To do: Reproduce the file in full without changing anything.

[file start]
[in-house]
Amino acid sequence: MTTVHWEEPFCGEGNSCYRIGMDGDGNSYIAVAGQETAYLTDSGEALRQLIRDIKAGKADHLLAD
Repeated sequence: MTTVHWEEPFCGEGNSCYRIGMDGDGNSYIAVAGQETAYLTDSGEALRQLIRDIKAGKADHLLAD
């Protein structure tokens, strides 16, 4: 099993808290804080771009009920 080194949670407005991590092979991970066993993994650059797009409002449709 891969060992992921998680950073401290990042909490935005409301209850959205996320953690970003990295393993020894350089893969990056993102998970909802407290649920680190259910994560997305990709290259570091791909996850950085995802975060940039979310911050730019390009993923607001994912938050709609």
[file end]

[in-house]
Amino acid sequence: MTTVHWEEPFCGEGNSCYRIGMDGDGNSYIAVAGQETAYLTDSGEALRQLIRDIKAGKADHLLAD
Repeated sequence: MTTVHWEEPFCGEGNSCYRIGMDGDGNSYIAVAGQETAYLTDSGEALRQLIRDIKAGKADHLLAD
């Protein structure tokens, strides 16, 4: 099993808290804080771009009920 080194949670407005991590092979991970066993993994650059797009409002449709 891969060992992921998680950073401290990042909490935005409301209850959205996320953690970003990295393993020894350089893969990056993102998970909802407290649920680190259910994560997305990709290259570091791909996850950085995802975060940039979310911050730019390009993923607001994912938050709609």